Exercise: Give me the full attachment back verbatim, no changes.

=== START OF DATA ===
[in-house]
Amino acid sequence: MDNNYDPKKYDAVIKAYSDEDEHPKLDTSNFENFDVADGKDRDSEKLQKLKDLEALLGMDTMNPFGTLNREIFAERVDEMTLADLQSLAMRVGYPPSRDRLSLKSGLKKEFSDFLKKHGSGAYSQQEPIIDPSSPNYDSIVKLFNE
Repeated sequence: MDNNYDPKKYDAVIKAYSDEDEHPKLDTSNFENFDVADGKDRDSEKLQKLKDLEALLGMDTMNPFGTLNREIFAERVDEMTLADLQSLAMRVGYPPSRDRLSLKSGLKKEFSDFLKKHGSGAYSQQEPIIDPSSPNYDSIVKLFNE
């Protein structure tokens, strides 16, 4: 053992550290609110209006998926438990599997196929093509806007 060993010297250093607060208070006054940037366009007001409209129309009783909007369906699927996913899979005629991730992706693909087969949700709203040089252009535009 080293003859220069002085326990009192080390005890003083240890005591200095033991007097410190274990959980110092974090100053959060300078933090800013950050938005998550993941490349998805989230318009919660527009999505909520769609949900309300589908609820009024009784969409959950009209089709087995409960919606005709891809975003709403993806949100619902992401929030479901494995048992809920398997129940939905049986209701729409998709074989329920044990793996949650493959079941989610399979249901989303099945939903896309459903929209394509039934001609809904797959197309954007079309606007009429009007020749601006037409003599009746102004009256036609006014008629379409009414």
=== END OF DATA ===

[in-house]
Amino acid sequence: MDNNYDPKKYDAVIKAYSDEDEHPKLDTSNFENFDVADGKDRDSEKLQKLKDLEALLGMDTMNPFGTLNREIFAERVDEMTLADLQSLAMRVGYPPSRDRLSLKSGLKKEFSDFLKKHGSGAYSQQEPIIDPSSPNYDSIVKLFNE
Repeated sequence: MDNNYDPKKYDAVIKAYSDEDEHPKLDTSNFENFDVADGKDRDSEKLQKLKDLEALLGMDTMNPFGTLNREIFAERVDEMTLADLQSLAMRVGYPPSRDRLSLKSGLKKEFSDFLKKHGSGAYSQQEPIIDPSSPNYDSIVKLFNE
């Protein structure tokens, strides 16, 4: 053992550290609110209006998926438990599997196929093509806007 060993010297250093607060208070006054940037366009007001409209129309009783909007369906699927996913899979005629991730992706693909087969949700709203040089252009535009 080293003859220069002085326990009192080390005890003083240890005591200095033991007097410190274990959980110092974090100053959060300078933090800013950050938005998550993941490349998805989230318009919660527009999505909520769609949900309300589908609820009024009784969409959950009209089709087995409960919606005709891809975003709403993806949100619902992401929030479901494995048992809920398997129940939905049986209701729409998709074989329920044990793996949650493959079941989610399979249901989303099945939903896309459903929209394509039934001609809904797959197309954007079309606007009429009007020749601006037409003599009746102004009256036609006014008629379409009414």